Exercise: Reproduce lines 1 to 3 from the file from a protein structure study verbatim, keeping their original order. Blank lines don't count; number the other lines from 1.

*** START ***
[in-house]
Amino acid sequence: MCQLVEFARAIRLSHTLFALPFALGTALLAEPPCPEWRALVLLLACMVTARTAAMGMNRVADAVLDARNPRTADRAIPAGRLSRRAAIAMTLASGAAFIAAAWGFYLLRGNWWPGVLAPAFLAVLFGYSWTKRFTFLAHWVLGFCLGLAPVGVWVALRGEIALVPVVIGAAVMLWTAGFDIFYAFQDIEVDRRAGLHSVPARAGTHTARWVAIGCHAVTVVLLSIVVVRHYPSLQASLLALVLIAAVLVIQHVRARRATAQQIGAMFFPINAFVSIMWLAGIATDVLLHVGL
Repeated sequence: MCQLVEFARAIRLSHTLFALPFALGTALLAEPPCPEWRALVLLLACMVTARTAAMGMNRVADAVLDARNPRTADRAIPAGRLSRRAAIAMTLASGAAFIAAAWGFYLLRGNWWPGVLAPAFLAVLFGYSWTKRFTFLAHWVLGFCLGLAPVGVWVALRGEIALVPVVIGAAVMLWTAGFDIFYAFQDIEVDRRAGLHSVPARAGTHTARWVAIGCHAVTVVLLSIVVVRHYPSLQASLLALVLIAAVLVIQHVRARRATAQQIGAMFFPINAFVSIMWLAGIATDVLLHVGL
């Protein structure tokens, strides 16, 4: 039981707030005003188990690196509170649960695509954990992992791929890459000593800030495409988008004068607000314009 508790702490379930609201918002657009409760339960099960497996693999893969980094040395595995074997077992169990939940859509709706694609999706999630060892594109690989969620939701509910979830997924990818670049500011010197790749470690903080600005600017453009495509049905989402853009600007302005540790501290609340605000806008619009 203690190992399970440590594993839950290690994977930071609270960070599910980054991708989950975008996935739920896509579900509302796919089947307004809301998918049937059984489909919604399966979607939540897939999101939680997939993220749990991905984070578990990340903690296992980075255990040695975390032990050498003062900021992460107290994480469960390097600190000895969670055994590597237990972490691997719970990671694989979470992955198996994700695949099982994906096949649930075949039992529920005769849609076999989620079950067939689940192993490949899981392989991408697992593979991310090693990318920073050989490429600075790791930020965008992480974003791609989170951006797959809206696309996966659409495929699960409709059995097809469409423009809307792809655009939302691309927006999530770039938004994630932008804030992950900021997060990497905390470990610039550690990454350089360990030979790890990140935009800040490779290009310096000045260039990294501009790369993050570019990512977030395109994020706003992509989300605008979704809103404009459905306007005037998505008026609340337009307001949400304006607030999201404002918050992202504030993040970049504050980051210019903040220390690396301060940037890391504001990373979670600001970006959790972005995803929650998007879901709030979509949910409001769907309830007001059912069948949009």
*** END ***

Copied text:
[in-house]
Amino acid sequence: MCQLVEFARAIRLSHTLFALPFALGTALLAEPPCPEWRALVLLLACMVTARTAAMGMNRVADAVLDARNPRTADRAIPAGRLSRRAAIAMTLASGAAFIAAAWGFYLLRGNWWPGVLAPAFLAVLFGYSWTKRFTFLAHWVLGFCLGLAPVGVWVALRGEIALVPVVIGAAVMLWTAGFDIFYAFQDIEVDRRAGLHSVPARAGTHTARWVAIGCHAVTVVLLSIVVVRHYPSLQASLLALVLIAAVLVIQHVRARRATAQQIGAMFFPINAFVSIMWLAGIATDVLLHVGL
Repeated sequence: MCQLVEFARAIRLSHTLFALPFALGTALLAEPPCPEWRALVLLLACMVTARTAAMGMNRVADAVLDARNPRTADRAIPAGRLSRRAAIAMTLASGAAFIAAAWGFYLLRGNWWPGVLAPAFLAVLFGYSWTKRFTFLAHWVLGFCLGLAPVGVWVALRGEIALVPVVIGAAVMLWTAGFDIFYAFQDIEVDRRAGLHSVPARAGTHTARWVAIGCHAVTVVLLSIVVVRHYPSLQASLLALVLIAAVLVIQHVRARRATAQQIGAMFFPINAFVSIMWLAGIATDVLLHVGL